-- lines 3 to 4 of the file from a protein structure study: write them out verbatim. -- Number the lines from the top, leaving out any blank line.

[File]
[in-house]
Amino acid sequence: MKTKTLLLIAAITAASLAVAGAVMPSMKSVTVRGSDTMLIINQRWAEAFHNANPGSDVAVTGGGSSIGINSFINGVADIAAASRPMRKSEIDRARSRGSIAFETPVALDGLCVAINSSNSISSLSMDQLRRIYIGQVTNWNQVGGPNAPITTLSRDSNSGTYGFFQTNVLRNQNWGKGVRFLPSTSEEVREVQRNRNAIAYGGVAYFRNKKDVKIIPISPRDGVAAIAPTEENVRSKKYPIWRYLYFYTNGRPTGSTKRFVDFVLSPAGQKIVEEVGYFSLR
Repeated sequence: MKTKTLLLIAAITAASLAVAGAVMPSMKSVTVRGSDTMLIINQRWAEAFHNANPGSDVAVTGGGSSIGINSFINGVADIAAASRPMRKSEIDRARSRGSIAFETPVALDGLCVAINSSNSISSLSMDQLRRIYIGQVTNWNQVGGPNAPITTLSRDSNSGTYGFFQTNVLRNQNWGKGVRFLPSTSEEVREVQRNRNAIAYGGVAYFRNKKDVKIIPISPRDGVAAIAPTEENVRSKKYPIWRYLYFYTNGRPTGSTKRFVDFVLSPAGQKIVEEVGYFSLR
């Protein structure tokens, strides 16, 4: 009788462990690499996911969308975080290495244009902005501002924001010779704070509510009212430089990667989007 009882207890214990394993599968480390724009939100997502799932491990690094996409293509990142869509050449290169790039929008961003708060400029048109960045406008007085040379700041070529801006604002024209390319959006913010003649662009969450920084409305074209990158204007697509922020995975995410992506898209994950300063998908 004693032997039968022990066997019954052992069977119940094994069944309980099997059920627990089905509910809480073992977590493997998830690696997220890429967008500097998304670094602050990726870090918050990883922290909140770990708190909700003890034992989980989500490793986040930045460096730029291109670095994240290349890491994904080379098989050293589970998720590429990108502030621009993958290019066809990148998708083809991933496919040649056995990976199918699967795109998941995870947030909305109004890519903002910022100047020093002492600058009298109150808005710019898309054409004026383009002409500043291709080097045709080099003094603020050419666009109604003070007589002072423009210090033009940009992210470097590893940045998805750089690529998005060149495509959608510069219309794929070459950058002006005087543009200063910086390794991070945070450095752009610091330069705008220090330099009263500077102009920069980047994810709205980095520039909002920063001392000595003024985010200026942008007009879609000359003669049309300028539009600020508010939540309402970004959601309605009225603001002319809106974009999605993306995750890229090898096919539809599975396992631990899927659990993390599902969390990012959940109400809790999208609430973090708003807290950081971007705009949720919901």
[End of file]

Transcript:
Repeated sequence: MKTKTLLLIAAITAASLAVAGAVMPSMKSVTVRGSDTMLIINQRWAEAFHNANPGSDVAVTGGGSSIGINSFINGVADIAAASRPMRKSEIDRARSRGSIAFETPVALDGLCVAINSSNSISSLSMDQLRRIYIGQVTNWNQVGGPNAPITTLSRDSNSGTYGFFQTNVLRNQNWGKGVRFLPSTSEEVREVQRNRNAIAYGGVAYFRNKKDVKIIPISPRDGVAAIAPTEENVRSKKYPIWRYLYFYTNGRPTGSTKRFVDFVLSPAGQKIVEEVGYFSLR
């Protein structure tokens, strides 16, 4: 009788462990690499996911969308975080290495244009902005501002924001010779704070509510009212430089990667989007 009882207890214990394993599968480390724009939100997502799932491990690094996409293509990142869509050449290169790039929008961003708060400029048109960045406008007085040379700041070529801006604002024209390319959006913010003649662009969450920084409305074209990158204007697509922020995975995410992506898209994950300063998908 004693032997039968022990066997019954052992069977119940094994069944309980099997059920627990089905509910809480073992977590493997998830690696997220890429967008500097998304670094602050990726870090918050990883922290909140770990708190909700003890034992989980989500490793986040930045460096730029291109670095994240290349890491994904080379098989050293589970998720590429990108502030621009993958290019066809990148998708083809991933496919040649056995990976199918699967795109998941995870947030909305109004890519903002910022100047020093002492600058009298109150808005710019898309054409004026383009002409500043291709080097045709080099003094603020050419666009109604003070007589002072423009210090033009940009992210470097590893940045998805750089690529998005060149495509959608510069219309794929070459950058002006005087543009200063910086390794991070945070450095752009610091330069705008220090330099009263500077102009920069980047994810709205980095520039909002920063001392000595003024985010200026942008007009879609000359003669049309300028539009600020508010939540309402970004959601309605009225603001002319809106974009999605993306995750890229090898096919539809599975396992631990899927659990993390599902969390990012959940109400809790999208609430973090708003807290950081971007705009949720919901």